Lawyers for Harry Dunn’s alleged killer Anne Sacoolas said she drove on the “wrong side of the road for 20 seconds” before the fatal crash.
Speaking through her lawyers, the American intelligence service agent’s wife now gives the most detailed account so far of the collision and its aftermath – a statement has now been issued detailing the 43-year-old’s side of the story.
Harry Dunn’s alleged killer has admitted driving on the wrong side of the road for “approximately 20 seconds” before colliding with the young motorcyclist. However, her lawyers added that she was “otherwise driving cautiously and below the speed limit” and also said she is “devastated” and “continues to grieve deeply” for Harry’s family.
The American was eventually charged with causing death by dangerous driving after the crash in August 2019 which resulted in 19-year-old Mr Dunn’s death. Mrs Sacoolas claimed diplomatic immunity following the collision outside RAF Croughton in Northamptonshire. She was allowed to return to the US, sparking a host of controversy and public outrage in the UK.
The statement reads: “She did everything she could to assist Harry after the collision.” It went on to say: “Anne is devastated by this tragic accident and continues to grieve deeply for Harry’s family. The mischaracterisations of what happened on that tragic day are harmful to all involved. Anne did everything she could to assist Harry.”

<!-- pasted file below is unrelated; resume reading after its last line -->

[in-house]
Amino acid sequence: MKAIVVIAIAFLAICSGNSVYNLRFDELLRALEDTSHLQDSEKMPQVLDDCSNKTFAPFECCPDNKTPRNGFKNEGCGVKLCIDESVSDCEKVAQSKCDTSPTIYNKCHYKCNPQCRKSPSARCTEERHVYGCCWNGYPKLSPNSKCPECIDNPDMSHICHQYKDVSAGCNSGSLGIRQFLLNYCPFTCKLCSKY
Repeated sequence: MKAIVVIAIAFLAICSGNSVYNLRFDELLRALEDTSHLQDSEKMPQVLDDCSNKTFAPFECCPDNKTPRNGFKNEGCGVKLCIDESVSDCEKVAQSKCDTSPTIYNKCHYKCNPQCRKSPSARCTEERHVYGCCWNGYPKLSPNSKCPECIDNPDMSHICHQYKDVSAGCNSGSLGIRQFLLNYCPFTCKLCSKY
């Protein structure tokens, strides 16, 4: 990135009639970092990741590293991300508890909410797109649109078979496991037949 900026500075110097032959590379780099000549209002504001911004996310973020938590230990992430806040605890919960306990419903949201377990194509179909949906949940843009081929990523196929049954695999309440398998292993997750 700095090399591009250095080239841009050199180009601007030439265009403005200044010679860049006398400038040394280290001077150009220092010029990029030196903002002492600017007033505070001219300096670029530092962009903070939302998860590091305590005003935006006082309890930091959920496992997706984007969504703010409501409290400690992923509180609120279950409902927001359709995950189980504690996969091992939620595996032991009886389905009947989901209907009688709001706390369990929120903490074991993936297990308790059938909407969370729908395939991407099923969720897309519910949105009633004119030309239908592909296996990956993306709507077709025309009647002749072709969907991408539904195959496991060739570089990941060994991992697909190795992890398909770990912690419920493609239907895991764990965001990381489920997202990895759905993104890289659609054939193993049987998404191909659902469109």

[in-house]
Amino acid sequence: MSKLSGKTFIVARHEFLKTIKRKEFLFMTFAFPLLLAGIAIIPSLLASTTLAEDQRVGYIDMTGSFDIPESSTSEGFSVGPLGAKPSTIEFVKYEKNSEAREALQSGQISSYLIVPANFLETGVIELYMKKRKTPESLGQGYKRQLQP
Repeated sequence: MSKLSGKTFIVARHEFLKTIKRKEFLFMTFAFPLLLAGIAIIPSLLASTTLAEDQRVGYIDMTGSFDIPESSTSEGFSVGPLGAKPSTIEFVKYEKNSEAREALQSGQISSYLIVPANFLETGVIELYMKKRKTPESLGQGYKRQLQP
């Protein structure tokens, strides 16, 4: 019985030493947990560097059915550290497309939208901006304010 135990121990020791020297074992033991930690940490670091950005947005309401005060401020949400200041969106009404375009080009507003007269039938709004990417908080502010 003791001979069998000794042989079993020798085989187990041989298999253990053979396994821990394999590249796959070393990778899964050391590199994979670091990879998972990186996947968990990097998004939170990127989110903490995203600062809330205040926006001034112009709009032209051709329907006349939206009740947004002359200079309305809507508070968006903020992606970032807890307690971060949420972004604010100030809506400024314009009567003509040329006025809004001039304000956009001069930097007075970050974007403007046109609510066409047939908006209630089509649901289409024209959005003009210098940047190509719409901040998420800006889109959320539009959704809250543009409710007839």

“Anne then saw another motorist approach and flagged her down for more support. The other motorist immediately called for the emergency services and Anne made calls to alert the police from the nearby air force base. The base police arrived quickly and assisted Harry. Tragically, it took over 40 minutes for the ambulance to arrive and nearly two hours passed before Harry was admitted to the hospital. Anne did not leave the scene until she was instructed to do so by the UK authorities.”
Mrs Sacoolas’s legal representatives also made an on-the-record statement regarding her position on the prospect of a virtual trial. They said: “We have been and remain willing to discuss a resolution, including the possibility of virtual proceedings, with the UK authorities.”
From the UK governments point of view, Boris Johnson had said he would “support anything” that gets justice for the 19-year-old motorcyclist after he was asked about the prospect of a virtual trial.